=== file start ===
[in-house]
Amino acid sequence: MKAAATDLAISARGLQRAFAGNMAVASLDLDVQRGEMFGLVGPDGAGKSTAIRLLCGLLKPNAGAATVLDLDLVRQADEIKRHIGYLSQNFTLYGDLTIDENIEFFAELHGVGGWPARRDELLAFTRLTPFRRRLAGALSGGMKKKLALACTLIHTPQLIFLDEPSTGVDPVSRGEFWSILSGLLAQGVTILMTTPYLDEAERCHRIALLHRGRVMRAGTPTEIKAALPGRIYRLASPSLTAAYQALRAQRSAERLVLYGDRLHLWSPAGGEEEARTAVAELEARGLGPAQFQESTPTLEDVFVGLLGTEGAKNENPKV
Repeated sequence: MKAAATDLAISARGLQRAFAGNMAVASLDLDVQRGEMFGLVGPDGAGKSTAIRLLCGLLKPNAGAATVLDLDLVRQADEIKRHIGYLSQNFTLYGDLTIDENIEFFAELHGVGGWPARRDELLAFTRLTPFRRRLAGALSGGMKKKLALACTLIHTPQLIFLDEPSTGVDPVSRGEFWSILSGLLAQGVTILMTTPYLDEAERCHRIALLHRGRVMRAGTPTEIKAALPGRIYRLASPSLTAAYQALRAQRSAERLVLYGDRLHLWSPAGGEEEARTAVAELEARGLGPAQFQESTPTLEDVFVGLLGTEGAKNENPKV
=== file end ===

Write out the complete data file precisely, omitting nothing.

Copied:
[in-house]
Amino acid sequence: MKAAATDLAISARGLQRAFAGNMAVASLDLDVQRGEMFGLVGPDGAGKSTAIRLLCGLLKPNAGAATVLDLDLVRQADEIKRHIGYLSQNFTLYGDLTIDENIEFFAELHGVGGWPARRDELLAFTRLTPFRRRLAGALSGGMKKKLALACTLIHTPQLIFLDEPSTGVDPVSRGEFWSILSGLLAQGVTILMTTPYLDEAERCHRIALLHRGRVMRAGTPTEIKAALPGRIYRLASPSLTAAYQALRAQRSAERLVLYGDRLHLWSPAGGEEEARTAVAELEARGLGPAQFQESTPTLEDVFVGLLGTEGAKNENPKV
Repeated sequence: MKAAATDLAISARGLQRAFAGNMAVASLDLDVQRGEMFGLVGPDGAGKSTAIRLLCGLLKPNAGAATVLDLDLVRQADEIKRHIGYLSQNFTLYGDLTIDENIEFFAELHGVGGWPARRDELLAFTRLTPFRRRLAGALSGGMKKKLALACTLIHTPQLIFLDEPSTGVDPVSRGEFWSILSGLLAQGVTILMTTPYLDEAERCHRIALLHRGRVMRAGTPTEIKAALPGRIYRLASPSLTAAYQALRAQRSAERLVLYGDRLHLWSPAGGEEEARTAVAELEARGLGPAQFQESTPTLEDVFVGLLGTEGAKNENPKV